City boy back from talk show debut

It seems that no filmmaker or actor can thrive nowadays without making the round of television talk shows.

Nick DiRamio, for one, certainly understands that he can only promote his movie to his seventh-grade classmates so much. So the 12-year-old sat down last week with the latest celebrity to pull up a daytime-TV couch, Sharon Osbourne, and touted his short film, “In The Night.”

Just like the phone call he received from an America Online official – telling him he had won the online service’s scary movie contest – DiRamio could hardly believe Osbourne wanted him on her show.

If any of his Pennichuck Junior High School classmates don’t believe it, they can tune in to the WB network Tuesday morning and watch the budding director chat with Ozzy’s wife.

“I was very nervous before I walked onto the set,” DiRamio said Saturday, having recently touched down in his hometown of Nashua following a two-day stay in Hollywood. “But when I stepped out, I was calm.”DiRamio flew out to the West Coast on Wednesday, and taped the show the following day.

Unlike many big stars, he had no dressing room demands. He instead enjoyed the free sodas, candy, fruit, and sandwiches, all before having makeup applied.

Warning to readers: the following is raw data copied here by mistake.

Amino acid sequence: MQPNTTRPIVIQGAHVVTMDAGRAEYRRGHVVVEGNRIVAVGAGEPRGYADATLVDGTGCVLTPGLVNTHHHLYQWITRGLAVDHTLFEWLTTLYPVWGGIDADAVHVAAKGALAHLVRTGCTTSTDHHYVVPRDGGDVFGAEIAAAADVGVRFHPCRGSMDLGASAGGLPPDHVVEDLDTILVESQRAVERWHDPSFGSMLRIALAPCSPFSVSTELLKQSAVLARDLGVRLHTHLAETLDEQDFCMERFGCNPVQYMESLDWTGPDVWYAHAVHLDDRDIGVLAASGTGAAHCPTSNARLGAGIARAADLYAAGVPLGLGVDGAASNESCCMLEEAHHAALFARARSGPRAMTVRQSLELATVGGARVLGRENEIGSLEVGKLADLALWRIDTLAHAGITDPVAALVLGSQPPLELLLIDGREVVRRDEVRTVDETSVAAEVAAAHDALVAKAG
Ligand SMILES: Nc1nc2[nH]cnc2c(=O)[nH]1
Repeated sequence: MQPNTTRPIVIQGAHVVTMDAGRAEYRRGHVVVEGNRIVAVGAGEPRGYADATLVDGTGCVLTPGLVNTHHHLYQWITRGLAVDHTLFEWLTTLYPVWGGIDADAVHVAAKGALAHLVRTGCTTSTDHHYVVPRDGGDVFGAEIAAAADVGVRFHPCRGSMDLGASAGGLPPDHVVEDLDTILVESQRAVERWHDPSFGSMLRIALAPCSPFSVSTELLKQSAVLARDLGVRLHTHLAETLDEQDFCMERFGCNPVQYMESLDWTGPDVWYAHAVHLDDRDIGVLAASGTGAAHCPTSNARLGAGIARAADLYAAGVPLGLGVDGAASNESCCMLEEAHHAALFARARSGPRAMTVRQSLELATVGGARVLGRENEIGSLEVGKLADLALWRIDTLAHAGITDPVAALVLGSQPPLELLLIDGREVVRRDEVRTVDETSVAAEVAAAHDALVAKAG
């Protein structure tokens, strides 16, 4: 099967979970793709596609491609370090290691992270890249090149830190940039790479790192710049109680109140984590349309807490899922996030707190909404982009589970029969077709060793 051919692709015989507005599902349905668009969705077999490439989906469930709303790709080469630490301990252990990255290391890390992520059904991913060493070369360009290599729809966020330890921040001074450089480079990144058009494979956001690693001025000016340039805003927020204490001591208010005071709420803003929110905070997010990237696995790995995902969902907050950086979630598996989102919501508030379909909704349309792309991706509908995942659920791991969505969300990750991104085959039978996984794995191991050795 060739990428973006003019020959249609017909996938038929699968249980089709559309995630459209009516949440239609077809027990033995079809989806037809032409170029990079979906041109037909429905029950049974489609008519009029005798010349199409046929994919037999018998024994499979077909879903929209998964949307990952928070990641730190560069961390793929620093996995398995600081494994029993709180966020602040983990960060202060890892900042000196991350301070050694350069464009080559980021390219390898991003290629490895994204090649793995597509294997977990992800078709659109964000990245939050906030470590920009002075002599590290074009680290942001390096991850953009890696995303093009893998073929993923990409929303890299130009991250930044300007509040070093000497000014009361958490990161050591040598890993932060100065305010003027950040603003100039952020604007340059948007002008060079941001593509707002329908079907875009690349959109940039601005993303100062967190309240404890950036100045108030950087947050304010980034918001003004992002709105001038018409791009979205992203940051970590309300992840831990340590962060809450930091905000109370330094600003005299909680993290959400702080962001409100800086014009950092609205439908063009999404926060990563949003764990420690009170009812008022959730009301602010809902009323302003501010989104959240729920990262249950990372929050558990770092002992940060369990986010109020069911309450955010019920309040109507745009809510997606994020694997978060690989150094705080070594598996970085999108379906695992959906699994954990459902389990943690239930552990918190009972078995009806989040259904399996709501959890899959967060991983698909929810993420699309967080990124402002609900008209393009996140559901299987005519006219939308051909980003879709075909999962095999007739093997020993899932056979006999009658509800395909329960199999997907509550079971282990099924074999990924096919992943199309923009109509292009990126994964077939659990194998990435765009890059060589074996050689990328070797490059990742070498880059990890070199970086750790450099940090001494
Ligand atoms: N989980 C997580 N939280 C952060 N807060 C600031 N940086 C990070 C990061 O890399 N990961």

He patiently waited for his cue, and then spent a few minutes telling Osbourne about his film. She showed a clip of the movie, and then asked him what he planned to do in the future.

“I want to go to film school after high school, and keep on making films,” DiRamio recalled his answer Saturday.

Until he rolls the camera again, he’ll wait for his AOL prize to come. AOL chose DiRamio’s film over about 100 other entries in its Make Your Own Scary Movie contest.

DiRamio filmed “In The Night” inside his family’s Thornton Street home. He even enlisted the help of his sisters, Melanie, 16, and Jill, 13, to fill in for friends who abandoned the young director at the last minute.

In the film, Melanie DiRamio, playing the part of a tortured insomniac, and Jill DiRamio, playing a crazed ghost, act out their brother’s spooky tale of a home invasion.

“I hope to do more in the future,” he said. “I thought Hollywood was so great, that movies are made there all the time.”

He hit all the sites, including the Hollywood Walk of Fame, and bought friends and family souvenirs. He didn’t speak with Osbourne following the show’s taping – she had another commitment – but in their time together behind the camera, “she was really nice.”

DiRamio will return to the classroom today. Chances are his teachers won’t immediately tackle class work.

“They think it’s really cool that I’ll be on TV,” he said of his friends. “It’s a first for them, too.”